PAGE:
Written by Mark Jaegar
Wednesday, 11 November 2009 18:21
Village of Fredonia officials succeeded in holding the line on taxes in the 2010 village budget, which was unanimously approved by the Village Board last week.
However, that austerity plan came at a price.
Although nobody spoke at a public hearing on the budget, the Finance Committee’s decision to pull money to fix a recurring drainage problem on Meadowbrook Drive was soundly criticized by two neighbors during the board session.
Cathy Jones, 229 Meadowbrook Dr., said pooling water at the foot of her driveway regularly causes a hazard, especially when it freezes in winter.
Jones said the ice that frequently forms is higher than the curb, making it impossible to get up her driveway and preventing the Postal Service from delivering her mail.
Water collects even when it hasn’t rained, and village officials speculate it may be linked to springs in the area.
There is no storm sewer in the road. Blacktopping a section of the road failed to remedy the situation.
The village originally earmarked $50,000 in the 2010 budget for an engineering study of the Meadowbrook Drive drainage problem, but that money was cut to avoid a hike in taxes.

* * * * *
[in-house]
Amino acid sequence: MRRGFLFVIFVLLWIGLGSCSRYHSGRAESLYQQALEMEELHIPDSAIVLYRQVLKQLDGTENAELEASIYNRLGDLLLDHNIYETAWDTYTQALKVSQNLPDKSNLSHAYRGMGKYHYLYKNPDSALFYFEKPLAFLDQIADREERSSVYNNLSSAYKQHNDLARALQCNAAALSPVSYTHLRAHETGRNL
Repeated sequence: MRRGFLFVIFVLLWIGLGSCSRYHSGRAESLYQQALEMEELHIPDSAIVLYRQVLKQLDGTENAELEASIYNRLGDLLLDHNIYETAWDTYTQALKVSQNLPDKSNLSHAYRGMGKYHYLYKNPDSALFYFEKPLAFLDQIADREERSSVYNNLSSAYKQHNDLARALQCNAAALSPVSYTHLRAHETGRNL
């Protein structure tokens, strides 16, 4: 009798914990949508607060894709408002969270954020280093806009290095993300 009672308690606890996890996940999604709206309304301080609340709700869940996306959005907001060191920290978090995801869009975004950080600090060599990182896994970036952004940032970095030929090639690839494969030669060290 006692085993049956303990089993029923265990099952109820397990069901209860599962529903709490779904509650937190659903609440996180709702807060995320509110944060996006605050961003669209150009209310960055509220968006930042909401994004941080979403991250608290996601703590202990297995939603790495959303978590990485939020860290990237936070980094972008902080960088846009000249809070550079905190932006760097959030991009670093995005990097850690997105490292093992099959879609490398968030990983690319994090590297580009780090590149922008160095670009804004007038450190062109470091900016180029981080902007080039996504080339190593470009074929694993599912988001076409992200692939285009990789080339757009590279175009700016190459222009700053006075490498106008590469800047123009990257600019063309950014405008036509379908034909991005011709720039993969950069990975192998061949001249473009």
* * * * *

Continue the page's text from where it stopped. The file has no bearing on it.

“I love Fredonia, but there is something not right here. I don’t know how I am going to use my driveway this winter. This doesn’t feel like the way things should be done in Fredonia,” Jones told trustees.
Failing to correct the problem poses a liability for the village, she said, especially when vehicles try to avoid the slippery pavement.
“A school bus passes four times a day. When it ices up, it will be interesting to see where it ends up,” Jones said.
Her protests were echoed by a neighbor, former village president Bob Rathsack.
The problem, Rathsack said, is a substandard road with an insufficient base was installed in 1975. As proof, he said heaved catch basins sit higher than the pavement.
“There were no standards for that road when it was put in. Someone should have been there to stop it,” Rathsack said.
Trustee Chuck Lapicola said engineering for the project was cut because the village had to set priorities at a time when many people are facing financial difficulties.
“We cut where we felt we could for the good of all the residents of the village,” Lapicola said.
He said the Finance Committee would try to include money to fix the problem in the 2011 budget.
“If you had to decide between fixing your street or Fredonia Avenue, which would you choose?” Lapicola asked.
“A lot of worthy things were cut from the budget. There are several things we could do, but all of them are expensive. To fix this problem the correct way is going to require a rebuild,” said Lapicola, who is an engineer by trade.
“I don’t know anything about engineering, but there is definitely something wrong,” Jones replied.
The protests had no affect on the budget, which included total expenditures of $977,463, a 1.1% increase over 2009.
A tax levy of $464,314 is needed to support that spending plan.
Based on the village’s assessed valuation, the new tax rate will drop two cents per $1,000 of property value, to $4.68.